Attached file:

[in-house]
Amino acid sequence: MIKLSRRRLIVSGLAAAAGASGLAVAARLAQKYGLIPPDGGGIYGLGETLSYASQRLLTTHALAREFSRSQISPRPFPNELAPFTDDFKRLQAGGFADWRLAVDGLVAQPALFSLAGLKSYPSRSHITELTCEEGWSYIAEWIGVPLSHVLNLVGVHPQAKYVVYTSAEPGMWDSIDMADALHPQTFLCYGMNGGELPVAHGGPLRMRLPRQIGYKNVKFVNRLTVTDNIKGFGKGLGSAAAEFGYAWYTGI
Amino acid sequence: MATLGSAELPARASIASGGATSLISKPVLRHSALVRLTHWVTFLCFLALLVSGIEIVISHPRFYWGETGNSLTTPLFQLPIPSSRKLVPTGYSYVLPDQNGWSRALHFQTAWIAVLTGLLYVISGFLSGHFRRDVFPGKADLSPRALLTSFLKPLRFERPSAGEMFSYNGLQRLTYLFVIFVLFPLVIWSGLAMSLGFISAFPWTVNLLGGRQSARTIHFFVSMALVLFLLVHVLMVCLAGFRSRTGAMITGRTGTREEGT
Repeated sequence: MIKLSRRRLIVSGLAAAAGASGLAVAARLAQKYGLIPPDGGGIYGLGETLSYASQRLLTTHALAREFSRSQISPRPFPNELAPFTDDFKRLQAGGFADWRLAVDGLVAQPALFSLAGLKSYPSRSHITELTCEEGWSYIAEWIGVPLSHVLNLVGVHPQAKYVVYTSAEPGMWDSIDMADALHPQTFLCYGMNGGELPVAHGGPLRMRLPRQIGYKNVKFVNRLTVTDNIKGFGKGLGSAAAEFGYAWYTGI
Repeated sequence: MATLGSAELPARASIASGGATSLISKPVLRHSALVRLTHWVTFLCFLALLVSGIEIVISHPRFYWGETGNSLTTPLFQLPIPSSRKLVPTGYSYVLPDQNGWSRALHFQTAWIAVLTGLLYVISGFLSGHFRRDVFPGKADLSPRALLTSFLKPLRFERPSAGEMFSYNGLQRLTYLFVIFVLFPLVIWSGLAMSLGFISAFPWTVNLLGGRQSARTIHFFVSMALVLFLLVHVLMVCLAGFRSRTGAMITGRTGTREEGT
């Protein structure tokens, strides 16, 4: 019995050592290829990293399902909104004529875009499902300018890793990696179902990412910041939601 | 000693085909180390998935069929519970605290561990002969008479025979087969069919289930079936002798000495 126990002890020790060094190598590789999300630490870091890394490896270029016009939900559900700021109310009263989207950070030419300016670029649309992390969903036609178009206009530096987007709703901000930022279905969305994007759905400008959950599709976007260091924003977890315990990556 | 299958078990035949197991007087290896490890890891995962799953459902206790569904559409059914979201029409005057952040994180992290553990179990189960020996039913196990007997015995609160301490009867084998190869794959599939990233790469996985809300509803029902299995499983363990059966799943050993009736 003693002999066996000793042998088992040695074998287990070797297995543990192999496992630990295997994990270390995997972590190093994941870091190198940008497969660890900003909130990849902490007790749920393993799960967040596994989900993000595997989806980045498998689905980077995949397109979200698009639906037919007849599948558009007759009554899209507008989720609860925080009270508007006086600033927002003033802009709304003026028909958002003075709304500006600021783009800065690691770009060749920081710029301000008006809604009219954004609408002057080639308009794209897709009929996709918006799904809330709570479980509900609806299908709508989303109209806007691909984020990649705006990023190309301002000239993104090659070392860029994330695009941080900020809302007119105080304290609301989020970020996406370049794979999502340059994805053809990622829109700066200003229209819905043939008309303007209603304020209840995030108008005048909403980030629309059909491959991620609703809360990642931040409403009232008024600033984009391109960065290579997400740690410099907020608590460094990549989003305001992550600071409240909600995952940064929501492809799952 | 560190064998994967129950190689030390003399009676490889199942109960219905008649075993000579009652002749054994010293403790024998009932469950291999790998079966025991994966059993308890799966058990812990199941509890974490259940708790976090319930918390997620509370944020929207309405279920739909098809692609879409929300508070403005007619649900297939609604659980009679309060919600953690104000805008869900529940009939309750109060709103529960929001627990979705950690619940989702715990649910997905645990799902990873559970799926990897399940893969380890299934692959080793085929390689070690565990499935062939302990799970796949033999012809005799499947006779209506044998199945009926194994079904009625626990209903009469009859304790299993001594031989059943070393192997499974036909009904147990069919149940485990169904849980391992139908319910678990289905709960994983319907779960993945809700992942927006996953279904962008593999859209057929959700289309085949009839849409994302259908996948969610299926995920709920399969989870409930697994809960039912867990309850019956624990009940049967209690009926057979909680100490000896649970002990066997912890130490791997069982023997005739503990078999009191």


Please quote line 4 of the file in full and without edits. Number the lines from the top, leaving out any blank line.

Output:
Repeated sequence: MIKLSRRRLIVSGLAAAAGASGLAVAARLAQKYGLIPPDGGGIYGLGETLSYASQRLLTTHALAREFSRSQISPRPFPNELAPFTDDFKRLQAGGFADWRLAVDGLVAQPALFSLAGLKSYPSRSHITELTCEEGWSYIAEWIGVPLSHVLNLVGVHPQAKYVVYTSAEPGMWDSIDMADALHPQTFLCYGMNGGELPVAHGGPLRMRLPRQIGYKNVKFVNRLTVTDNIKGFGKGLGSAAAEFGYAWYTGI